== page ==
While Catron's conduct was willful, it does not warrant the maximum statutory penalty. Yelp has only provided evidence of one sale of a service package by Catron. At most, this would amount to $2495.00, which is the largest package offered by Defendant for 100 paid reviews. (Compl. ¶ 19, Ex. 6.) Courts in this district have awarded significantly less in statutory damages on default judgment for more egregious conduct. In those previous cases, the defendants used protected marks to sell counterfeit merchandise. Here, in contrast, Catron is not passing off his services being authentic, as evidenced by his website's disclaimer stating that " [t]his website is not associated with or endorsed by Yelp." ( See Compl., Ex. 6.) As provided above, courts in this district have awarded anywhere from $1000 to $50,000 per trademark infringed. This has resulted in awards for statutory damages in amounts ranging from $12,500 to $250,000.
Yelp alleges infringement on three distinguishable marks. (See Compl. ¶ 32.)
Catron's conduct after receiving the cease and desist letter was more egregious. Thus, the Court recommends awarding Yelp $5,000 (five times the minimum) for each of the three distinguishable trademarks at issue, for a total award of $15,000, for his use of the Yelp Marks on adblaze.com. Thereafter, Catron launched the website BuyYelpReview.com and used the three distinguishable trademarks. The Court recommends awarding Yelp $10,000 for each of the three distinguishable trademarks at issue, for a total award of $30,000, for his use of the marks on BuyYelpReview.com. The Court recommends a total statutory damages award of $45,000. Yelp did not request, and so the Court does not recommend, damages available for violations of 15 U.S.C. § 1125(d).
Accordingly, this award is consistent with other cases in this district, and takes into account that statutory damages have doubled since most of those cases were decided. Further, an award of $45,000 will adequately compensate Yelp for the damages alleged and, coupled with an injunction, should deter Catron and others from engaging in similar behavior.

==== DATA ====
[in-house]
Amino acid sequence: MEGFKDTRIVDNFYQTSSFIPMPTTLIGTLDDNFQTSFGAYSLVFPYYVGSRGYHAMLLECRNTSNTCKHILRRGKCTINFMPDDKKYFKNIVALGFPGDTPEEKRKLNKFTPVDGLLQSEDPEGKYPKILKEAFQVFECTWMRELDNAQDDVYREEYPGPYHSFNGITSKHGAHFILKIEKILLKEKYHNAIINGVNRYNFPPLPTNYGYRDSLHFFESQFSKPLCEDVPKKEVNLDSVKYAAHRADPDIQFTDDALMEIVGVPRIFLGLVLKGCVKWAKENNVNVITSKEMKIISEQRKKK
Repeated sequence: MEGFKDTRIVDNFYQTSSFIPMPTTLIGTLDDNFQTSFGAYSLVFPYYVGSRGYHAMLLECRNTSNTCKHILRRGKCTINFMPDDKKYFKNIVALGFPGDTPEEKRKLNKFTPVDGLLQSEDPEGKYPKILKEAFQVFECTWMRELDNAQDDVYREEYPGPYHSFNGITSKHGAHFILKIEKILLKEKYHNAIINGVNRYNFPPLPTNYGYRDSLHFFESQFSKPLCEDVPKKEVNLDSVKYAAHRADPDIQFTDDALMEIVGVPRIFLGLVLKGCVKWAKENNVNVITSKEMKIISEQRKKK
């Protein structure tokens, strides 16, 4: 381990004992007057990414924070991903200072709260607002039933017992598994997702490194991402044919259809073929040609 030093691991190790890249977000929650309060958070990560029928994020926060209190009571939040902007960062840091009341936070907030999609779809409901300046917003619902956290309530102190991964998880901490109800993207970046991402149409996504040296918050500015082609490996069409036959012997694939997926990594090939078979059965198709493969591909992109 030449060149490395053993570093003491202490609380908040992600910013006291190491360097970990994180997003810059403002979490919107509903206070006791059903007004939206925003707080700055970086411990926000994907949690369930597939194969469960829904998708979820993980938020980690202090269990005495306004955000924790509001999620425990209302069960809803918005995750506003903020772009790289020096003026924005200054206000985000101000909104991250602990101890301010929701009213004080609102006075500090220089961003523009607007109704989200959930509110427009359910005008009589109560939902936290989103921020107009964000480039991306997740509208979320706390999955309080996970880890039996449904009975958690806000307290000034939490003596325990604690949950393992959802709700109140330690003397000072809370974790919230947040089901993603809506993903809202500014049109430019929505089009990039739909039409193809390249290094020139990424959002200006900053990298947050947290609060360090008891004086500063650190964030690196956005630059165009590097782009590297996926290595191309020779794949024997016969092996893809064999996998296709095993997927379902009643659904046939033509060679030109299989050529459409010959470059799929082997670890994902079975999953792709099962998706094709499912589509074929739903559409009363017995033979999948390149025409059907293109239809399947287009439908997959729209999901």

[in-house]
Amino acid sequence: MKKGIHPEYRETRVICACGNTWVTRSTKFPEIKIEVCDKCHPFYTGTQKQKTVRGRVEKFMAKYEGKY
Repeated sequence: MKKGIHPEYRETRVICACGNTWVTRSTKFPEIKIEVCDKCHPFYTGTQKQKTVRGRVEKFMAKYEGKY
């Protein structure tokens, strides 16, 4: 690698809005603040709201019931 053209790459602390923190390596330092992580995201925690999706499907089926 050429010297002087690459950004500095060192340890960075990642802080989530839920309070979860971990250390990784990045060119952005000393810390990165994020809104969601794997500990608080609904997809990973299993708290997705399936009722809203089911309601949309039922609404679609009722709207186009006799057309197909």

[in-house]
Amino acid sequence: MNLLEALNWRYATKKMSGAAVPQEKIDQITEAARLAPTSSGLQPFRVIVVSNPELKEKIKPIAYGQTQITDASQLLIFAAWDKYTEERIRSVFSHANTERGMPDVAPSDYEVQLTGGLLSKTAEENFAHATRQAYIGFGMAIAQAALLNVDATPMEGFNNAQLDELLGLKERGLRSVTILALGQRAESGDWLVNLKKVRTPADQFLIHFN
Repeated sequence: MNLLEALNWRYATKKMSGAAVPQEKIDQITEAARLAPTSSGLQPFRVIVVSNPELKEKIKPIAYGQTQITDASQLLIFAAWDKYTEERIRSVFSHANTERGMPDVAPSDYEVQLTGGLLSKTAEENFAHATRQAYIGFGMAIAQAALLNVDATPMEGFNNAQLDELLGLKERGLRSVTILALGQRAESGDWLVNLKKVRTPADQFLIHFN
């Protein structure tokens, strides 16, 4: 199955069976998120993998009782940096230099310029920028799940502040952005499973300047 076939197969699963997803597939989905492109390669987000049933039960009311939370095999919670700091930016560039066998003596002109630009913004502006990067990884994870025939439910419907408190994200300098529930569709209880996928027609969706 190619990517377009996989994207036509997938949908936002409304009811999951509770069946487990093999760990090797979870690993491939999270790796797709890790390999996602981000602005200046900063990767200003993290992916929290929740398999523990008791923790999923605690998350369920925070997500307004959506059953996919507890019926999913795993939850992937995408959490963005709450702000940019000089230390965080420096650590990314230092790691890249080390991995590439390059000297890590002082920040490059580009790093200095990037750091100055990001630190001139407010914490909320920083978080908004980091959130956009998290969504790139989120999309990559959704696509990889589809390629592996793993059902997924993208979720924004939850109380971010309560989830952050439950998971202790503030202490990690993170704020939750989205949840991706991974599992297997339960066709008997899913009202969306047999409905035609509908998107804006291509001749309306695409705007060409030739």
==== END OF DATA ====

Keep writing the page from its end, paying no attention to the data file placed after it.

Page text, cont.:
C. Attorneys' Fees and Costs
Yelp seeks an award for attorneys' fees under 15 U.S.C. § 1117(a). (Pl.'s Mot. at 15-16.) Yelp, however, is seeking statutory damages pursuant to § 1117(c), and an election to receive statutory damages, rather than actual damages, precludes an award of attorneys' fees. K and N Engineering, Inc. v. Bulat, 510 F.3d 1079, 1082 (9th Cir. 2007) (district court abused its discretion by awarding attorneys' fees where plaintiffs sought statutory damages under § 1117(c)). Similarly, Plaintiff's request for costs should be denied, because the recovery is premised on § 1117(a).
At the hearing, Yelp conceded that it was ineligible for an award of reasonable attorneys' fees and costs. Accordingly, the undersigned recommends that Plaintiff's request be denied.
For the reasons set forth above, this Court RECOMMENDS that Plaintiff Yelp Inc.'s motion for default judgment against Defendant Timothy Catron be GRANTED IN PART AND DENIED IN PART.
The Court recommends that Defendant Catron and his agents, employees, affiliates, distributors, successors, assigns, and any other persons acting in concert or in participation with his scheme be now and forever enjoined from:
1. Registering, using, trafficking in, or benefiting from Internet domain names that incorporate the Yelp Marks or incorporate words, numbers, or symbols that, collectively or in isolation, are confusingly similar to the Yelp Marks;
2. Using the Yelp Marks or any confusingly similar marks in advertisements or otherwise in commerce in any manner likely to confuse consumers as to the association, affiliation, endorsement, or sponsorship of Yelp; and
3. Engaging in any infringing acts involving the Yelp Marks.
The Court further recommends that, pursuant to 15 U.S.C. § 1117(c), statutory damages be awarded in the amount of $45,000.
Any party may file objections to this report and recommendation with the District Judge within 14 days of being served with a copy. See 28 U.S.C. § 636(b)(1); Fed.R.Civ.P. 72(b); N.D. Civil L.R. 72-3. The parties are advised that failure to file objections within the specified time may waive the right to appeal the District Court's order. IBEW Local 595 Trust Funds v. ACS Controls Corp., No. C-10-5568,
2011 WL 1496056, at *3 (N.D. Cal. Apr. 20, 2011).
IT IS SO RECOMMENDED.